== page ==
Evolving Practices In Rhytidectomy: A 16-year Review Of Continuous Certification Tracer Data From The American Board Of Plastic Surgery
Michael J. Stein, MD, MAS, FRCSC1, Nikhil D. Shah, BS2, John Harrast, MS2, James E. Zins, MD, FACS3, Alan Matarasso, MD, FACS1, Arun K. Gosain, MD, FACS2.
1Lenox Hill Hospital, New York, NY, USA, 2Ann and Robert H. Lurie Children’s Hospital, Chicago, IL, USA, 3American Board of Plastic Surgery, Chicago, IL, USA.
Purpose: This study evaluates change in practice patterns in rhytidectomy based on a 16-year review of tracer data collected by the American Board of Plastic Surgery as part of the Continuous Certification process.
Methods: Tracer data for rhytidectomy were reviewed from 2006-2021, and data were compared between 2006-2014 and 2015-2021.
Results: Of 3400 facelifts performed, 18% were done in a hospital and 76% in an accredited office facility. In 2015-2021, there were significant increases in the proportion of patients concerned about volume loss/deflation, along with an increased frequency of concomitant fat grafting during rhytidectomy (Table 1). Significantly fewer surgeons utilized postoperative steroids. In the latter cohort, there was an increase in the proportion of secondary facelifts; more surgeons utilized the lateral SMAS flap, and significantly fewer surgeons used an extended SMAS flap and Minimal Access Cranial Suspension (MACS) lift. Hematoma was the most common postoperative complication (3%).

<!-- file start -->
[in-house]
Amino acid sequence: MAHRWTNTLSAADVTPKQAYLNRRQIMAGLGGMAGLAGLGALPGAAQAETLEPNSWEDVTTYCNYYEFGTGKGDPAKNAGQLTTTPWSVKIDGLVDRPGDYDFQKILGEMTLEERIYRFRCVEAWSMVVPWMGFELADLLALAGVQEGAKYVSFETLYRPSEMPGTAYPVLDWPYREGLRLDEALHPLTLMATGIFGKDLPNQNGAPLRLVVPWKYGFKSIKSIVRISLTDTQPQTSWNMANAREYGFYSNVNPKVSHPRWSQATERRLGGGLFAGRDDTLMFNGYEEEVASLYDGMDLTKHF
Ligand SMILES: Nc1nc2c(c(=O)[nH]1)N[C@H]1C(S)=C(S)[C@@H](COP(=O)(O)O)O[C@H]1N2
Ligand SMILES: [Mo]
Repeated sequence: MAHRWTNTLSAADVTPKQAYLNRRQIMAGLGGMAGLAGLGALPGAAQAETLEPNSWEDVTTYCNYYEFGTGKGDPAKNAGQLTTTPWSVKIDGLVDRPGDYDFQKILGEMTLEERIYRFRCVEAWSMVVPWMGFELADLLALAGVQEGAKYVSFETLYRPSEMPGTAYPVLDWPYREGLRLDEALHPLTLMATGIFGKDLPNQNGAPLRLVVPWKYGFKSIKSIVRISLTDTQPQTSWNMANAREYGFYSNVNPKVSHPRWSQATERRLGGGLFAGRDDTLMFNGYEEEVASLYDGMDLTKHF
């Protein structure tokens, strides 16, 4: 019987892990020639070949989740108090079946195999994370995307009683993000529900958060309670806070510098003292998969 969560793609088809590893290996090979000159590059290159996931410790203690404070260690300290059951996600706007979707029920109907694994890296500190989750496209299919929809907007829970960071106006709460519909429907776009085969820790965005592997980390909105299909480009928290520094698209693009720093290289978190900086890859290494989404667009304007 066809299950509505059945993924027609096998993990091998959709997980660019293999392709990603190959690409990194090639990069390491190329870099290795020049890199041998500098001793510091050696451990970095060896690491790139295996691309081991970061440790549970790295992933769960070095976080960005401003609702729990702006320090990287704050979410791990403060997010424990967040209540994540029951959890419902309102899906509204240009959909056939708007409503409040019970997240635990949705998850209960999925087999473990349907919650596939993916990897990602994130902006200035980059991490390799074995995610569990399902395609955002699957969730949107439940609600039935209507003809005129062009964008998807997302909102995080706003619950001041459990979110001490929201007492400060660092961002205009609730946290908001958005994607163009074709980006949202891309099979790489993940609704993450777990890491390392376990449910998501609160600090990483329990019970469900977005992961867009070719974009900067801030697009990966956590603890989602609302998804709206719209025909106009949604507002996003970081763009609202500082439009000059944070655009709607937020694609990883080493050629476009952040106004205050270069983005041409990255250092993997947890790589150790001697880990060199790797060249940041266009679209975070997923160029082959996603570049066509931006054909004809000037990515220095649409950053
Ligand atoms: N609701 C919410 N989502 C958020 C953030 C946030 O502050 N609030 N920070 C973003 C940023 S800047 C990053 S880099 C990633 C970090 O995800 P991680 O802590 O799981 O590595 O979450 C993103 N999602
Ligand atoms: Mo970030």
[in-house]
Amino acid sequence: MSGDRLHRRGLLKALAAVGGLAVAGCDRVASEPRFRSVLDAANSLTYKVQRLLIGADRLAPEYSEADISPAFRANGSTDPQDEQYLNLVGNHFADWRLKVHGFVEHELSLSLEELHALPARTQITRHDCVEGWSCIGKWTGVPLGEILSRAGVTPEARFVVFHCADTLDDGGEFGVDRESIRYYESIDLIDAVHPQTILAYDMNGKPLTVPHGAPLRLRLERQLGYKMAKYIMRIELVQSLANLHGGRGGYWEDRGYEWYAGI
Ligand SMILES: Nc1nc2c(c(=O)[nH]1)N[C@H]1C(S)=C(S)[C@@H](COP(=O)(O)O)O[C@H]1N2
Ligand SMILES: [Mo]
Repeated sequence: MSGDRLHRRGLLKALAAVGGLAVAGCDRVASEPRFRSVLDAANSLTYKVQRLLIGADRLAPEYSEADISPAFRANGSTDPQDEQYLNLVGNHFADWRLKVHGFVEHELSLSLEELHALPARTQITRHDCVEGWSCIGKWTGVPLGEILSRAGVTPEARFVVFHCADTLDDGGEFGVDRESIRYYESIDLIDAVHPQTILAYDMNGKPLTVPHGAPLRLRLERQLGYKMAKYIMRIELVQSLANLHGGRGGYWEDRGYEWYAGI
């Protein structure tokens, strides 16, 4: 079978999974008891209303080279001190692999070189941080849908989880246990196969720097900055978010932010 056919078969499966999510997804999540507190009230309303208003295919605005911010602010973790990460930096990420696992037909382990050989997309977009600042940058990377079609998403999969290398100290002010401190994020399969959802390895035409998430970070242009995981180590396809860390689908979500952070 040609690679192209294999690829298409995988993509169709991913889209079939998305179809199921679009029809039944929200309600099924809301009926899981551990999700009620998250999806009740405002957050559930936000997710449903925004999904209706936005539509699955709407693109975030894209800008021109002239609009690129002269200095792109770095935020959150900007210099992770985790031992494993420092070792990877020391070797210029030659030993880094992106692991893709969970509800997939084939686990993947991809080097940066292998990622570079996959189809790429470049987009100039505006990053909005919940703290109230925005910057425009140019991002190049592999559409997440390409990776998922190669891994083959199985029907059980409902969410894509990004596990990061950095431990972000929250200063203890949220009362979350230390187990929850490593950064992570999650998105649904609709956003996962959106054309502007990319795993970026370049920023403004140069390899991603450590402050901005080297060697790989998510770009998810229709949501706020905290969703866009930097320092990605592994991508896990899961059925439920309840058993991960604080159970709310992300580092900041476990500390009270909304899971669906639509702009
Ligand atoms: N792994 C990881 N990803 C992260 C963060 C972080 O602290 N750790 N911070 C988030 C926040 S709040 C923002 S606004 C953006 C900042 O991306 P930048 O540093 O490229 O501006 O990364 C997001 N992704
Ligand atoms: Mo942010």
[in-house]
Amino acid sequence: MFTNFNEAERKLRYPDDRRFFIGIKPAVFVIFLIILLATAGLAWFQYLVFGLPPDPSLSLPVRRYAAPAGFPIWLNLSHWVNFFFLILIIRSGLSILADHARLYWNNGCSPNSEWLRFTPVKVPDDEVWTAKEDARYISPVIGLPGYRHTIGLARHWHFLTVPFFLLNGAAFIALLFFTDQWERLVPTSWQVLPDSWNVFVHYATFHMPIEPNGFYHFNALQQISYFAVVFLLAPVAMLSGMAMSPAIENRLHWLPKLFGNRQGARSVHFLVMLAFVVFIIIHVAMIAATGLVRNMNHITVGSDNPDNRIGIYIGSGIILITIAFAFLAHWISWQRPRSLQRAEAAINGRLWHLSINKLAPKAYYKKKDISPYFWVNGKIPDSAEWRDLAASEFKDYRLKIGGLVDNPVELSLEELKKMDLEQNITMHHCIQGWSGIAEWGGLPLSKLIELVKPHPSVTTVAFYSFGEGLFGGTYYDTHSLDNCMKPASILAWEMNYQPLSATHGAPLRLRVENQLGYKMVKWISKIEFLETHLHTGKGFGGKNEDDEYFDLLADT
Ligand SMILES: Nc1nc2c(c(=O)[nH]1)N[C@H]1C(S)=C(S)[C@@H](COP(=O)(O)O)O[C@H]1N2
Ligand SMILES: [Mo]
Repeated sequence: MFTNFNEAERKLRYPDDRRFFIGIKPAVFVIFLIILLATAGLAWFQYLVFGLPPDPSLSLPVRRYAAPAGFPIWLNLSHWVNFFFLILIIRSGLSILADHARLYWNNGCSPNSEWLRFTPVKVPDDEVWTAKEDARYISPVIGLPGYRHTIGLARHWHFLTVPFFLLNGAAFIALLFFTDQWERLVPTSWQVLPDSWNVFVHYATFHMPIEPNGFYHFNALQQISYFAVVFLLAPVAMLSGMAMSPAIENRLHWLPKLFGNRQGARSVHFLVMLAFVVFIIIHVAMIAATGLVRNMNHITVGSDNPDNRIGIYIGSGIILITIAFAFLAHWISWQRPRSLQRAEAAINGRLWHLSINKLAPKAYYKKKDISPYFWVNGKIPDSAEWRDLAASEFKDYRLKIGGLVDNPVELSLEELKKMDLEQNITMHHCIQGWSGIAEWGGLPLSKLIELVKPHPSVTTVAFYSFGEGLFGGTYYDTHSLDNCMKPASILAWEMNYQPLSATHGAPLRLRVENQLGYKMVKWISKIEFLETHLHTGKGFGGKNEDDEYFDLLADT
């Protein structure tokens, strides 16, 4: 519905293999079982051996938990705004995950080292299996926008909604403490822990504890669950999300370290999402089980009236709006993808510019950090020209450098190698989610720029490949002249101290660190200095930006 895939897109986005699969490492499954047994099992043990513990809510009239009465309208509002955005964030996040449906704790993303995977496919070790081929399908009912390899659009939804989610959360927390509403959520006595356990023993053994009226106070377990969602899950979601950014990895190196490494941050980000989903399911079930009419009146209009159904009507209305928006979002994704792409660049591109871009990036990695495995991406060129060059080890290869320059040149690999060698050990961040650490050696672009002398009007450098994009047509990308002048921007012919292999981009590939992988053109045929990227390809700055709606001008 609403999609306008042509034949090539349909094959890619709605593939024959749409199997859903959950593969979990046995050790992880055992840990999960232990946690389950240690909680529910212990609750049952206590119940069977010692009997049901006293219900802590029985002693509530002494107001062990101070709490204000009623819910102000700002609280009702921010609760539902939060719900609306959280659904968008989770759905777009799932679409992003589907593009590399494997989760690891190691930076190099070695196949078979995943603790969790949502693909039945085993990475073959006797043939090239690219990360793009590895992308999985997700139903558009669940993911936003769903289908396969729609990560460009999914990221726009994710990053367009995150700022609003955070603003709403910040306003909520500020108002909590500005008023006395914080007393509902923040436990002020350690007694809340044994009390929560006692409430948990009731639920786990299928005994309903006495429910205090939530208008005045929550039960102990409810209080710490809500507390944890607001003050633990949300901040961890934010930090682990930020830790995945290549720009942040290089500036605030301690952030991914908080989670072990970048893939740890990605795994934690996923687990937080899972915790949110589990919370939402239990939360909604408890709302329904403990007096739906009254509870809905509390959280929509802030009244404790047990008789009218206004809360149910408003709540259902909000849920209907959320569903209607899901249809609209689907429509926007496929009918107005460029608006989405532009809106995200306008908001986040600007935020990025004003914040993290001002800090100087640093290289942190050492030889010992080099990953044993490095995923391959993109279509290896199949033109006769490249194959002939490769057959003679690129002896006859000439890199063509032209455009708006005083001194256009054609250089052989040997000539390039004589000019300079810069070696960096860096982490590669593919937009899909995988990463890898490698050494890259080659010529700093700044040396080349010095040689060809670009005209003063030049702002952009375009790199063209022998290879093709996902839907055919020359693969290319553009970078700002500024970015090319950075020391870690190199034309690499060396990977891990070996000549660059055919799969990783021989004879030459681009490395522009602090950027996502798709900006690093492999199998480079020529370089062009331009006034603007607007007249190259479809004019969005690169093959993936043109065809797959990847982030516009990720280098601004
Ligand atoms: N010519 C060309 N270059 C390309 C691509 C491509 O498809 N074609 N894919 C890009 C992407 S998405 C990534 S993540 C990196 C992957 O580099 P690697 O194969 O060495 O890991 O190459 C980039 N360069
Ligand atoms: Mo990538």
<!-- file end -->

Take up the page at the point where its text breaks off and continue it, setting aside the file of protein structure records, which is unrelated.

Conclusions: Autologous fat grafting has been shown to restore soft tissue deflation and provide structural support to the face. Rhytidectomy has evolved in the past 16 years with increase in fat grafting and use of the lateral SMAS flap, with decreased steroid use and increased use of static compressive stockings in the cohort from 2015-2021. Secondary facelift is also being done more commonly. Further work is needed to show significant differences in outcomes and longevity between different techniques.
n = 1710
n = 1690
|Patient Concerns of Volume loss/deflation||25%||37%||<0.001*|
|Static compressive stockings||13%||20%||<0.001*|
|Postoperative Steroid Use||30%||16%||<0.001*|
|Concomitant Fat grafting||15%||24%||0.001*|
|Lateral SMAS flap||14%||18%||0.002*|
|Extended SMAS flap||21%||18%||0.021*|
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